Security Management for Mobile Ad Hoc Network of Networks (MANoN)

Security Management for Mobile Ad Hoc Network of Networks (MANoN)

Ali H. Al-Bayatti (De Montfort University, UK), Hussein Zedan (De Montfort University, UK), Antoniuo Cau (De Montfort University, UK) and François Siewe (De Montfort Universtiy, UK)
DOI: 10.4018/jmcmc.2010103001
OnDemand PDF Download:
No Current Special Offers


Many military research efforts have concentrated on how to allow war-fighters to take advantage of all available information within the battlefield in a rapid and flexible manner. As a result, the development of the Global Information Grid (GIG) was the key enabler for this process; hence, adding to the development of the mobile networking part of the GIG, the concept of the Mobile Ad hoc Network of Networks (MANoN) is introduced. This article proposes a novel security management algorithm achieving the three management essentials: Security Administration; Prevention and Detection; and Containment and Recovery; based on the International Telecommunication Union’s recommendation M.3400 to manage securely the future of military Network-Centric Warfare (NCW). The authors will employ Interval Temporal Logic (ITL) as a method of handling both sequential and parallel composition in flexible timely constrains, in addition, this technique will be evaluated using the Network Simulator (NS-2) to provide and check whether security requirements are met in a comprehensive manner.
Article Preview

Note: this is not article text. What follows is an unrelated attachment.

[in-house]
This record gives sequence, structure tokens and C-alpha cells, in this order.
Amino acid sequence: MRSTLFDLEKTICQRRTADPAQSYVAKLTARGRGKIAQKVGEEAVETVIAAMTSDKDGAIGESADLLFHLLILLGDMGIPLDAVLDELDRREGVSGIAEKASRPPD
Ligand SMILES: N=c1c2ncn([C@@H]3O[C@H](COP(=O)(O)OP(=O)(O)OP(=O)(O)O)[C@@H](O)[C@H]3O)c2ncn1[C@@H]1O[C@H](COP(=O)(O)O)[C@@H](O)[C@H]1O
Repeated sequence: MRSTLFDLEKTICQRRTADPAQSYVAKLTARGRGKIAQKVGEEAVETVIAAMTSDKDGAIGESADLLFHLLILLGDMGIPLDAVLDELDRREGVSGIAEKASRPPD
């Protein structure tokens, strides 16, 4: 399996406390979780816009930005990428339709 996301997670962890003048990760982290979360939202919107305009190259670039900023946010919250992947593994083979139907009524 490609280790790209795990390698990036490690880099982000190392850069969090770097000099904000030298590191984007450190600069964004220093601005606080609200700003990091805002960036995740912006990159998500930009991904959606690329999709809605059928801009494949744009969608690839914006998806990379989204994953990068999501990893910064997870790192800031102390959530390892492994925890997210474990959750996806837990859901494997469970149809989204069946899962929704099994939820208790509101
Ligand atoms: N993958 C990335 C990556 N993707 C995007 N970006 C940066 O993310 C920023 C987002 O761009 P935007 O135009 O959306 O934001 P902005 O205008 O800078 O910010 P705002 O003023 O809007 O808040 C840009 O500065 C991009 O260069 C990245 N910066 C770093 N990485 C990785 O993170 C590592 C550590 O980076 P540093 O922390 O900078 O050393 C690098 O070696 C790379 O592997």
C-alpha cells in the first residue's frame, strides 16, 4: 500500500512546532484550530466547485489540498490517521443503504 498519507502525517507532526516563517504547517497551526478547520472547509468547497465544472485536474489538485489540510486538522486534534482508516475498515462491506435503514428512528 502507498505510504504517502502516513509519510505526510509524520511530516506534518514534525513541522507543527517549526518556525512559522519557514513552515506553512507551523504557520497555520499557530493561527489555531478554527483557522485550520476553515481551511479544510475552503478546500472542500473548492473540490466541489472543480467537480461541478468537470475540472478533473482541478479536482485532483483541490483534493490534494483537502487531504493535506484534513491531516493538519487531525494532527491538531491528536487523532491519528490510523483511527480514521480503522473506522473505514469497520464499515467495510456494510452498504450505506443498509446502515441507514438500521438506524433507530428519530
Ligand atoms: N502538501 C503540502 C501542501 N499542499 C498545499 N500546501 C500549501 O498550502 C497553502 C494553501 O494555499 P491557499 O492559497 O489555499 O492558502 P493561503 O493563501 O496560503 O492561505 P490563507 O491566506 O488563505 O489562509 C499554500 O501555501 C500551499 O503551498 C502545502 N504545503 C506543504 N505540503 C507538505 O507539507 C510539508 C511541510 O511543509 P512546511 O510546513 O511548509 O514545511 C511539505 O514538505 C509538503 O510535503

In the early part of the 21st century, the focus of many military research efforts was on how to allow war-fighters to take advantage of all available information within the battlefield in a rapid and flexible manner. As a result, the development of the Global Information Grid (GIG) was the key enabler of this process (Stotts, Seidel, Krout, & Kolodzy, 2008). GIG is a United States (US) Department of Defense (DoD) communication project; its target is to provide agile, responsive, robust and global networking forces, sensors, users, platforms, and applications, which are used as a first step to accomplish NCW operations. NCW is a new military doctrine that seeks to translate information advantage into a competitive war-fighting advantage through the robust networking of forces distributed in large-scale conflict areas (Predd, Pfleeger, Hunker, & Bulford, 2008). In order to add to the development of the mobile networking part of the GIG, we introduced the concept of MANoN. MANoNs have various defining characteristics that differentiate them from other wired, wireless and even other ad hoc networks. MANoN is a combination of both the Mobile Ad hoc Network (MANET) (Toh, 2007) and a Network of Networks (NoN) (Spencer & Ironside, 2007; Cau, 2009), which are several nodes interconnected by wireless connections in a dynamic topology that lacks any infrastructure. Basically, each node is an ad hoc network in itself, with its own management and rules. In addition, MANoNs have the capability of operating under partial information, which makes them more flexible yet more configurable (evolvable) over time to networks joining and disconnecting, without affecting the main system. Figure 1 shows a vague idea of the GIG, consisting of different MANETs from different backgrounds and resources communicating with each other. These unique characteristics will raise non-trivial challenges for MANoNs, such as security, routing, scalability, availability, deployment considerations, media access, and Quality of Service (QoS) (Murthy & Manoj, 2004; Ilyas, 2003), in addition to conflicts which might occur because of conflicting policies (e.g. nodes following their own network policies and at the same time obeying different policies the new MANoN system might enforce) adopted by different entities in the MANoNs.